Feds Launch Hospital Quality Comparisons
Database Rates Quality of Care for Heart Attacks, Heart Failure, and Pneumonia
The database was launched after years of hesitation from hospital and provider groups. Medicare, which has similar programs for nursing homes and home health providers, first attempted a hospital database two years ago. But it ran into resistance when many facilities could not agree on which measures to make public.
Supporters expressed hope that the program would also influence business decisions by health insurers and employers. "It would be our hope that we'd see a movement toward the high-quality providers and away from the low-quality [ones]," said Gerry Shea, director of governmental affairs for the AFL-CIO.
Dick Davidson, president of the American Hospital Association, called the program "a breakthrough."
Arthur A. Levin, director of the New York-based Center for Medical Consumers advocacy group, called the hospital database a "good principle" because it will influence hospitals to compete to show that they are providing higher standards of care.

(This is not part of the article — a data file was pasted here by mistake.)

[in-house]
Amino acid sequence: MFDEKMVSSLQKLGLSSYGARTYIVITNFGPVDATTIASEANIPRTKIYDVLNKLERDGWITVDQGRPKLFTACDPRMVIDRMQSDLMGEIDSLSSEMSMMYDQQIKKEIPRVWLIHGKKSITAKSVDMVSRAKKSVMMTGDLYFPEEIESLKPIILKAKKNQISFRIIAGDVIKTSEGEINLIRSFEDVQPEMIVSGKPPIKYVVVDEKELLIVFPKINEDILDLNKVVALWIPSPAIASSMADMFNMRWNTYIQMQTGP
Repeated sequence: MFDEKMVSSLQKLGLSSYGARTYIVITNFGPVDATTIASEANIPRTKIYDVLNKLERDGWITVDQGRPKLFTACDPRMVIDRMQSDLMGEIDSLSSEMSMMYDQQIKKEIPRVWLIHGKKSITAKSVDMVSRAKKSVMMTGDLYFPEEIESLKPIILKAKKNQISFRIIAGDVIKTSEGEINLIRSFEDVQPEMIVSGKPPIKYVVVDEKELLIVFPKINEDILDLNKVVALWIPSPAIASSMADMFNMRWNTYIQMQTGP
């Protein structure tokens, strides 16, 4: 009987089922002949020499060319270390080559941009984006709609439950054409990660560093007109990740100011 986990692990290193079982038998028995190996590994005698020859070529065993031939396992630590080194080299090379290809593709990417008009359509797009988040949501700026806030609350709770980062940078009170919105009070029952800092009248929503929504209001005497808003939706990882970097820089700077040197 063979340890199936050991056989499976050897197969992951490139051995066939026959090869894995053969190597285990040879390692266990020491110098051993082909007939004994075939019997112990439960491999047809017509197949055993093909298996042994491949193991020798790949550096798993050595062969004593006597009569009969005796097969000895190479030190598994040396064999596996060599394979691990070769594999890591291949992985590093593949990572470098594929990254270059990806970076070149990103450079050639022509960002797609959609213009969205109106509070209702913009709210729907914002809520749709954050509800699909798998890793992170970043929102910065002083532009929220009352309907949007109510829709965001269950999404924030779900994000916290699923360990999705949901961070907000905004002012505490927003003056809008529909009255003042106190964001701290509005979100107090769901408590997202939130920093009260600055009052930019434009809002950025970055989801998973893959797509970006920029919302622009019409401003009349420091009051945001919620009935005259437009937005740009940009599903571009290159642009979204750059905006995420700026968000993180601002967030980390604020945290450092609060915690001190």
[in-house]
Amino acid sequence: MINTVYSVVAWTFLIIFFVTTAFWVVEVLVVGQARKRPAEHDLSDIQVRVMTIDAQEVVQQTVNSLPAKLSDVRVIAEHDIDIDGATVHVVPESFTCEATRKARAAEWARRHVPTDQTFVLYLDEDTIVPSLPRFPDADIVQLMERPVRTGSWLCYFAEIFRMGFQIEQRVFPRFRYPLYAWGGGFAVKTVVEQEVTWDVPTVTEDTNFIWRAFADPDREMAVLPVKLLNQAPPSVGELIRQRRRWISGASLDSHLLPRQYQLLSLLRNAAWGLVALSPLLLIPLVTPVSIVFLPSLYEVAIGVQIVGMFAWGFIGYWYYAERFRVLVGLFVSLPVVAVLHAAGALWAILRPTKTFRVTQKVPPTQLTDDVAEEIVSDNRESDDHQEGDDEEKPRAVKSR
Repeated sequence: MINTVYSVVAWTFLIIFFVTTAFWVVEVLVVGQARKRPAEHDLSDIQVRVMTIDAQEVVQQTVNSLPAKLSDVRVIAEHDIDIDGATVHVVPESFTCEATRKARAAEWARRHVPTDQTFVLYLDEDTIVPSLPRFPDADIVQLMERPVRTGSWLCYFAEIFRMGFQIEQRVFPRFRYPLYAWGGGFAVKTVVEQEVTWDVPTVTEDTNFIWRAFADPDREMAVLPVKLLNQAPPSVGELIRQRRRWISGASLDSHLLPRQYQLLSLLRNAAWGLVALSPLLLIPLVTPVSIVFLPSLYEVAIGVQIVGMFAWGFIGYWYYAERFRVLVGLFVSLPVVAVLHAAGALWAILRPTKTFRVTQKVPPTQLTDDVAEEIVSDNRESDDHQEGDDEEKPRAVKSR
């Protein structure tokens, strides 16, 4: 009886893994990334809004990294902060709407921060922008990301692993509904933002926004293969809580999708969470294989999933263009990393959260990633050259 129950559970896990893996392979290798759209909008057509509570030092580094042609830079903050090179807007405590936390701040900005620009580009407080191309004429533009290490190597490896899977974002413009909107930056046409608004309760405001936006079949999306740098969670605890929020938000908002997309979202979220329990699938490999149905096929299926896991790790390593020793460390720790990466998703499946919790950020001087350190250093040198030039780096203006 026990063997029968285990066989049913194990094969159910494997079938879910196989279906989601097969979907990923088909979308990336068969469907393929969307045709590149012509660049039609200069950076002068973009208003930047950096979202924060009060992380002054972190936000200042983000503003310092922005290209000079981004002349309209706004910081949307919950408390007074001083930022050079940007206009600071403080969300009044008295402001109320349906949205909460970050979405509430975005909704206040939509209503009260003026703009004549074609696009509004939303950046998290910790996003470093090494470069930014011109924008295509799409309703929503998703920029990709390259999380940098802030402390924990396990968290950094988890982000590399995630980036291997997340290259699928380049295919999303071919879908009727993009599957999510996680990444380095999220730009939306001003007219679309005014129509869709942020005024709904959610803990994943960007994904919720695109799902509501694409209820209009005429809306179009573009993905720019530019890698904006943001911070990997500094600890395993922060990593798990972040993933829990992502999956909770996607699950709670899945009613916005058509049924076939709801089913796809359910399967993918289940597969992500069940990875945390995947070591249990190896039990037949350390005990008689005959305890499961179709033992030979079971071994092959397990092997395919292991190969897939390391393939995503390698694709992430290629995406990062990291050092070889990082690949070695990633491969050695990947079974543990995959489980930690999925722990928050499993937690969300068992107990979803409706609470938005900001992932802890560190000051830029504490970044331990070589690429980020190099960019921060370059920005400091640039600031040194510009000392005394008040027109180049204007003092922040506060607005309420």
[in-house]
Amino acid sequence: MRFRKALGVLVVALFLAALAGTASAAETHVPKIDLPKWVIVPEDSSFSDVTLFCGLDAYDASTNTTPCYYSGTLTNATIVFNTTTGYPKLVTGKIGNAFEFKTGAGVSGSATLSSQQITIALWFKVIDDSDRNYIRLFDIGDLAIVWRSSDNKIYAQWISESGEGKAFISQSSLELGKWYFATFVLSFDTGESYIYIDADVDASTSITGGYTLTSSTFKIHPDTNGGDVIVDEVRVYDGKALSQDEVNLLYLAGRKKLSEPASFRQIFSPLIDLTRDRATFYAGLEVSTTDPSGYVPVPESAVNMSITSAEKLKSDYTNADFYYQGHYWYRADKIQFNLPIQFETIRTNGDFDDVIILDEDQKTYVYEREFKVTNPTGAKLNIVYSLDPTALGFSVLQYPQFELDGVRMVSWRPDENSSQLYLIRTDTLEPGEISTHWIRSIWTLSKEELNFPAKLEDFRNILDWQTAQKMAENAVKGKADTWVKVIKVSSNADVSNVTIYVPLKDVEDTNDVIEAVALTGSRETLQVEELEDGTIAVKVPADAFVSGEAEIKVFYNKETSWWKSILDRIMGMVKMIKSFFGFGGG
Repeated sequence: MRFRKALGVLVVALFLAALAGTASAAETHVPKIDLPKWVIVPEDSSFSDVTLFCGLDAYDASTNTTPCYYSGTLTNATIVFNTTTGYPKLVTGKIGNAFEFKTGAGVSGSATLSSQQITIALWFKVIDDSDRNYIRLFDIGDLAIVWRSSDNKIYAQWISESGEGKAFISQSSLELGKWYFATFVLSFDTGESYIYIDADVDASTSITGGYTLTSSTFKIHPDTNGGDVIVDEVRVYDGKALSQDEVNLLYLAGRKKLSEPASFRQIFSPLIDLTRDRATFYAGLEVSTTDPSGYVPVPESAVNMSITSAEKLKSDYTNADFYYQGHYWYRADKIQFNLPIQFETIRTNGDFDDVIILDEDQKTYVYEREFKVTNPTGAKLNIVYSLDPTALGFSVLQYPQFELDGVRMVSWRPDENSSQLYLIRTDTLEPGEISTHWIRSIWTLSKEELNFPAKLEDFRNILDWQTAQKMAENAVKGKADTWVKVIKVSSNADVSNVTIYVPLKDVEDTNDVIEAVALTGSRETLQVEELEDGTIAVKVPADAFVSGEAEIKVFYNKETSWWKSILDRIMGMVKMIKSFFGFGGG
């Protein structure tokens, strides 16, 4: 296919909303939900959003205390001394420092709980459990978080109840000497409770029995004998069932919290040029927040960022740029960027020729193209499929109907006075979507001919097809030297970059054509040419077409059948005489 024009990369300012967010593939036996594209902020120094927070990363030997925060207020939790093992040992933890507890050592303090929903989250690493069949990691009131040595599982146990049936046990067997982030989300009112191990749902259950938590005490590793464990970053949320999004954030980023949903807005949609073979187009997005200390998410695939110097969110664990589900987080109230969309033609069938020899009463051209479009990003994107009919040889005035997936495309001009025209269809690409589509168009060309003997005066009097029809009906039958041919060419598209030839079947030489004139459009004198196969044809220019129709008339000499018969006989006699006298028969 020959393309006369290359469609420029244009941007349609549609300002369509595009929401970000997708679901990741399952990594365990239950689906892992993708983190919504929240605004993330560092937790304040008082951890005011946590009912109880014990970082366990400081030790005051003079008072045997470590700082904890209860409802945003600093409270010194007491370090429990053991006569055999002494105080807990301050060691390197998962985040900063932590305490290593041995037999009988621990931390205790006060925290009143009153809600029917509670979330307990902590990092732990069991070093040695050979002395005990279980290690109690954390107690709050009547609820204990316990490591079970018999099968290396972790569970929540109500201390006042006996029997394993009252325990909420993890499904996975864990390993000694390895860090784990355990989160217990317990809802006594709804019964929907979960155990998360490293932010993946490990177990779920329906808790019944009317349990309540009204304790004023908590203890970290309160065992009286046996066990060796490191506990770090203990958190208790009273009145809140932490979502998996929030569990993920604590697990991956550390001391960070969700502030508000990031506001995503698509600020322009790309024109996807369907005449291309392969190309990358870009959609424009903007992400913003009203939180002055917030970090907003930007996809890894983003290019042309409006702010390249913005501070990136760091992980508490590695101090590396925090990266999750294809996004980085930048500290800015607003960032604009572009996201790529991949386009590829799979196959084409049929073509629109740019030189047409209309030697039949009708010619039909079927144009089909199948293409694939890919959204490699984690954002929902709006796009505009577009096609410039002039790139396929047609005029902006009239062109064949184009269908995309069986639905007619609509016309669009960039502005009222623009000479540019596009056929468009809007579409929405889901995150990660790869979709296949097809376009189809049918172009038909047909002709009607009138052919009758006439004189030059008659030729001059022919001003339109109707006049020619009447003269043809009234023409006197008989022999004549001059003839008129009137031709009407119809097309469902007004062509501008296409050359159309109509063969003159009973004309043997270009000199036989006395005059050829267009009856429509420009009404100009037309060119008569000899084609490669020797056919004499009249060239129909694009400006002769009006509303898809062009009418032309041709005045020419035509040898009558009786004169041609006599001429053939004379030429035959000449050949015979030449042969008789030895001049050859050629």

But Levin also characterized the program as "baby steps" for focusing on individual parts of care instead of providing information on hospital mortality rates or overall cure rates for the three diseases covered.
"I think what people really want is outcome measures. Single parts of the process are a little beside the point for most of us. There's a collection of things that need to be done to get a single good outcome," he tells WebMD.
Davidson said that hospitals are interested in being "very open" about more global measures of quality including mortality rates. "We think we need to move more in that direction," he says.
The database is accessible at